Metaethical internalism: Another neglected distinction [Book Review]
David Bourget (Western Ontario)
David Chalmers (ANU, NYU)
Rafael De Clercq
Jack Alan Reynolds
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Journal of Ethics 13 (1):51 - 72 (2009)
‘Internalism’ is used in metaethics for a cluster of claims which bear a family resemblance. They tend to link, in some distinctive way—typically modal, mereological, or causal—different parts of the normative realm, or the normative and the psychological. The thesis of this paper is that much metaethical mischief has resulted from philosophers’ neglect of the distinction between two different features of such claims. The first is the modality of the entire claim. The second is the relation between the items specified in the claim. In part one I explain this distinction and the problems neglecting it may cause. In part two I show that it has been neglected, and has caused those problems, at least with respect to one version of internalism. That is judgment internalism, which claims that moral beliefs are necessarily related to pro- or con-attitudes; e.g., that if you believe you ought to x you must have some motivation to x. The considerations standardly adduced in favor of judgment internalism support only a version which lacks the metaethical implications typically attributed to it, at least so far as anyone has shown. Proponents and opponents of judgment internalism fail to realize this because of their neglect of the modality/relation distinction. I illustrate by considering discussions of judgment internalism by Russ Shafer-Landau, Simon Blackburn, James Dreier, David Brink, and others.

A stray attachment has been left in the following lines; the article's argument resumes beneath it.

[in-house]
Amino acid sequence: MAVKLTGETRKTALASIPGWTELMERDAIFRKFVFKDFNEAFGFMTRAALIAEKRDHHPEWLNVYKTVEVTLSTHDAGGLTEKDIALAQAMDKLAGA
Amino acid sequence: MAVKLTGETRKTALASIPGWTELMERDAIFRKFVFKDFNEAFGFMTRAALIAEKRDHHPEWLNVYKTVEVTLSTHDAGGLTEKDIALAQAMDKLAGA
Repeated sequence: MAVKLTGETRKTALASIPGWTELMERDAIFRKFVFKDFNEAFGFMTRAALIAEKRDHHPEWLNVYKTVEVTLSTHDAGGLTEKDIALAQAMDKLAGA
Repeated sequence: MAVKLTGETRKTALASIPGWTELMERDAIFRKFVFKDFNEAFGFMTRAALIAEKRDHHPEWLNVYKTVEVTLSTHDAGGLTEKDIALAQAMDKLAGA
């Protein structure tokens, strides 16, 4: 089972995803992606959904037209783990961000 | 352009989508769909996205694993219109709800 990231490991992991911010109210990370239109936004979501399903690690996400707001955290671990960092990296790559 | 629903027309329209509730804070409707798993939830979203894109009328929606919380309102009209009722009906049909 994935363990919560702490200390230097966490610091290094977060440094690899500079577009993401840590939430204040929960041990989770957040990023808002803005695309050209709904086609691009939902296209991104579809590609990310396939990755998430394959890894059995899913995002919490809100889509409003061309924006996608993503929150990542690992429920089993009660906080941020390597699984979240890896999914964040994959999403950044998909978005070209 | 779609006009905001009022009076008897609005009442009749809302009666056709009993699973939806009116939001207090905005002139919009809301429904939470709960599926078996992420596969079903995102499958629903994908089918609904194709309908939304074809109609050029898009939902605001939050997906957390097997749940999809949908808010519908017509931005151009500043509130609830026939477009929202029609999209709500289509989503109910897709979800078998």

|Keywords||Simon Blackburn David Brink James Dreier Russ Shafer-Landau Expressivism Internalism Judgment internalism Moral judgment Moral motivation Noncognitivism|
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